Wednesday, May 2, 2012
When it comes to same-sex marriage, there's a reason gay couples aren't flocking to Texas.
Take Nikki Araguz's story: Two years after marrying her husband, a firefighter, he was killed in the line of duty in 2010. But when she turned to the state to collect his death benefits, Texas discovered just one little issue: Araguz had been born a man.
Formerly known as Justin Graham Purdue, Araguz changed her name more than a decade ago and underwent sexual reassignment surgery shortly after marrying her husband, according to ABC News.
In an interview with 20/20 at the time, she said they kept her husband's family in the dark about her past because they weren't sure they would understand.
Turns out they didn't. The death sparked a legal tug-of-war between Araguz and her husband's surviving heirs, who are battling over death benefits worth as much as $1 million.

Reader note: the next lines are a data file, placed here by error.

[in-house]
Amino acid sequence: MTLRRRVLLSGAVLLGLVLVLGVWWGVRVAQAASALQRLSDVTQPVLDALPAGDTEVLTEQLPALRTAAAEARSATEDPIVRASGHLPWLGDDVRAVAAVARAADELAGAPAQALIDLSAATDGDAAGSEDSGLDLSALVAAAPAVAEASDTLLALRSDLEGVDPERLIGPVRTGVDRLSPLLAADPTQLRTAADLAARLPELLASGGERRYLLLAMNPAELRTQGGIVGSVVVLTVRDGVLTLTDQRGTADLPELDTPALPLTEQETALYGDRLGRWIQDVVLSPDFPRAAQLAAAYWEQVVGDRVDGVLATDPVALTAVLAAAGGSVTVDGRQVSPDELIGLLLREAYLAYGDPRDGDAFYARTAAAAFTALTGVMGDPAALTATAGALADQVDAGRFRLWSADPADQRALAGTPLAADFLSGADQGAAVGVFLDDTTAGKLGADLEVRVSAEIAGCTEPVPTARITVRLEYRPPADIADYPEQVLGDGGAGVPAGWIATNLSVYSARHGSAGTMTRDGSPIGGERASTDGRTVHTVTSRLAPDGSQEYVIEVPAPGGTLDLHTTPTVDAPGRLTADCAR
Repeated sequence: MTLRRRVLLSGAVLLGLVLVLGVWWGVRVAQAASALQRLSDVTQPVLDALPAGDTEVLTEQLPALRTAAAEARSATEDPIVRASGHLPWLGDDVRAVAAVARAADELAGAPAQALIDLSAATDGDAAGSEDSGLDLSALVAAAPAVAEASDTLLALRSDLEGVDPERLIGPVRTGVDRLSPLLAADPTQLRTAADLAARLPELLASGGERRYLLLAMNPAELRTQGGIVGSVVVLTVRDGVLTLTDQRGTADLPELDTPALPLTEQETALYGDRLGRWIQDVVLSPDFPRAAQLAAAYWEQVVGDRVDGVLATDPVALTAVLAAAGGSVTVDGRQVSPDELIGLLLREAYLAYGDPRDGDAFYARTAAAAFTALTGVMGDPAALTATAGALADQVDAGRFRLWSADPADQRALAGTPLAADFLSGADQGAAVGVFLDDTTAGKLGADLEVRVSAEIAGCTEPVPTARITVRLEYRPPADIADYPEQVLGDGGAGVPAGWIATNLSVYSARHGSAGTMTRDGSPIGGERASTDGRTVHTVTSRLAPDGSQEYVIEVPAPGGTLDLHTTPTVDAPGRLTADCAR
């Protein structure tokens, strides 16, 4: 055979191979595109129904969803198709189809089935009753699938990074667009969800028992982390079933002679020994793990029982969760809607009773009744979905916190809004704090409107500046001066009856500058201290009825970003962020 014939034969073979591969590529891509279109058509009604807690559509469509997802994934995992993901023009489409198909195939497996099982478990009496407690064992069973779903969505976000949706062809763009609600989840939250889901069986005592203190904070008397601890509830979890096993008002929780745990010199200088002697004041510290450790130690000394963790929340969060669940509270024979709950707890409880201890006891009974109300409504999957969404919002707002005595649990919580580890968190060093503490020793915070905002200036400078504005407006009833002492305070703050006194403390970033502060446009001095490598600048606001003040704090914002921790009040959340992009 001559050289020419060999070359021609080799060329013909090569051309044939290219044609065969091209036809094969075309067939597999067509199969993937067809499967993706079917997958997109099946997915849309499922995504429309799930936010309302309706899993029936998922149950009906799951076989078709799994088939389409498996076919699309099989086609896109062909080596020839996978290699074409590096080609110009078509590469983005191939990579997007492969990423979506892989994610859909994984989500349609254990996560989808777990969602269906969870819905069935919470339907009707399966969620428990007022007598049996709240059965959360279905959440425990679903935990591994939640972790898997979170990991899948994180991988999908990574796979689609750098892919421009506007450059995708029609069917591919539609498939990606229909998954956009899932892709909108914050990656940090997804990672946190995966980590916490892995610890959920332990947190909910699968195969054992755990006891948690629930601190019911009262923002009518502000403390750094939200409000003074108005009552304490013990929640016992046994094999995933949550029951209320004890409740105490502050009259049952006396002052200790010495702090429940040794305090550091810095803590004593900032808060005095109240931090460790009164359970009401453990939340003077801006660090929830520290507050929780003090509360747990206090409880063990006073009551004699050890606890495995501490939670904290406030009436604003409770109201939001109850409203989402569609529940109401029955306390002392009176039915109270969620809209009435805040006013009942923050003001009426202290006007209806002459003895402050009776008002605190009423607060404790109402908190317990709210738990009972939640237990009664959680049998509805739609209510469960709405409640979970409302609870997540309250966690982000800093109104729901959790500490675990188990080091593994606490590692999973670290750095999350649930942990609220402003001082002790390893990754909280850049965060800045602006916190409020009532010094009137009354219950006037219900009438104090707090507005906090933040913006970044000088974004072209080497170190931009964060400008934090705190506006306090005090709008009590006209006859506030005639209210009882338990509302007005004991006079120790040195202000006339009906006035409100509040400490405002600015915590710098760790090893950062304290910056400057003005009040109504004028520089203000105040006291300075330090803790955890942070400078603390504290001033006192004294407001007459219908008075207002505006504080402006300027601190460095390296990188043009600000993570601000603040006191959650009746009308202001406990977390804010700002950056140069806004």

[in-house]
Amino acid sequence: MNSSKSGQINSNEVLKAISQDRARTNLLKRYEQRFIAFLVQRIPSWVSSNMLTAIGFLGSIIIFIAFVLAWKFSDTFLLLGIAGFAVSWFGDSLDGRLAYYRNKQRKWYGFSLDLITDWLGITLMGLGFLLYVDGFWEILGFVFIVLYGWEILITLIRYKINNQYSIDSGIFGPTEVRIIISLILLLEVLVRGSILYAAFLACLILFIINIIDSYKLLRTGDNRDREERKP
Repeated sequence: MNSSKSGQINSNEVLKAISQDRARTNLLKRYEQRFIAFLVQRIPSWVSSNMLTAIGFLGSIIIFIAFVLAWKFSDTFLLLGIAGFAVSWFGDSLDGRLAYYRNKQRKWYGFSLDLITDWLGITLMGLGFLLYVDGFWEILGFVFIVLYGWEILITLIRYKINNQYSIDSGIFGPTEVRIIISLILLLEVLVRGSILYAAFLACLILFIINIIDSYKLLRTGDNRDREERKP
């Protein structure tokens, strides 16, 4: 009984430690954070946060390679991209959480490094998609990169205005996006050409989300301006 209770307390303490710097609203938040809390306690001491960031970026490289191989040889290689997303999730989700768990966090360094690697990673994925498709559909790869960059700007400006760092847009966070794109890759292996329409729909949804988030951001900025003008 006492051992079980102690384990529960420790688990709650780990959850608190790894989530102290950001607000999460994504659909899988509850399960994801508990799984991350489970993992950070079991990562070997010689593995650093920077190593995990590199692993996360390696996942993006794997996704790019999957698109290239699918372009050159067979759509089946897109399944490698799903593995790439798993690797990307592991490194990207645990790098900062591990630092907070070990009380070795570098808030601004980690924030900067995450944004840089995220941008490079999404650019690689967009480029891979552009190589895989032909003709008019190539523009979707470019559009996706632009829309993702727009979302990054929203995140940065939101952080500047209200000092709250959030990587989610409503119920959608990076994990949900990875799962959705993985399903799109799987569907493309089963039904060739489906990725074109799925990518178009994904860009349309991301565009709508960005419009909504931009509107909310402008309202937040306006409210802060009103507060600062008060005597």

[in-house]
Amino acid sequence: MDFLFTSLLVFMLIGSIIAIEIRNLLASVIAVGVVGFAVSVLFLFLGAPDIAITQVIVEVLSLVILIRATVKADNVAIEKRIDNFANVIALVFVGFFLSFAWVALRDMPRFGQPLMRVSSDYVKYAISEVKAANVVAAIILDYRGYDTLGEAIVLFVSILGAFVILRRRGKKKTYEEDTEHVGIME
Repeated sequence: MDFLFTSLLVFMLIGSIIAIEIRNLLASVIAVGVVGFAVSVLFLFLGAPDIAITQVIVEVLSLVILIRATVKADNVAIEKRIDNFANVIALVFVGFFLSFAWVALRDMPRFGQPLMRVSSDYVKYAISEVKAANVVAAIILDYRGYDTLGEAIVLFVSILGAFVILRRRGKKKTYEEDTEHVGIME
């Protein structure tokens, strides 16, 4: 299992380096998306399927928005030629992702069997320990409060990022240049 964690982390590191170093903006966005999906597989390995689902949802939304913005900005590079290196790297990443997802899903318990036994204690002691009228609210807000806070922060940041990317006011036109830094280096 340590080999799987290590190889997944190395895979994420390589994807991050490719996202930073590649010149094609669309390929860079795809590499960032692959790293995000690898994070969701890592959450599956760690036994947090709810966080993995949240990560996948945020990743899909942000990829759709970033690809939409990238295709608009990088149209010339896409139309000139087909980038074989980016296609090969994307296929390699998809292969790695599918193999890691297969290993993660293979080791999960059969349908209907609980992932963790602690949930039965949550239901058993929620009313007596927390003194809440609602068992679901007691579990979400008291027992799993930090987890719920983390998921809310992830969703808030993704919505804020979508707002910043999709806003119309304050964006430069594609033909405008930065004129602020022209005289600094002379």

And just last year, a Texas judge annulled their marriage following the controversy.
“All of the courts keep saying they don’t allow gay marriage,” her attorney told ABC. “Our position is that this is not a gay marriage issue. It’s a man being married to a woman.”
There's been a major shift in the way gender is being seen and protected under federal law, notes family law attorney David Pisarra. The problem is most efforts have involved workplace regulations.
His stance: "The fact is that for all legal purposes she should be considered a woman, and that would extend to her marriage and her widow's benefits."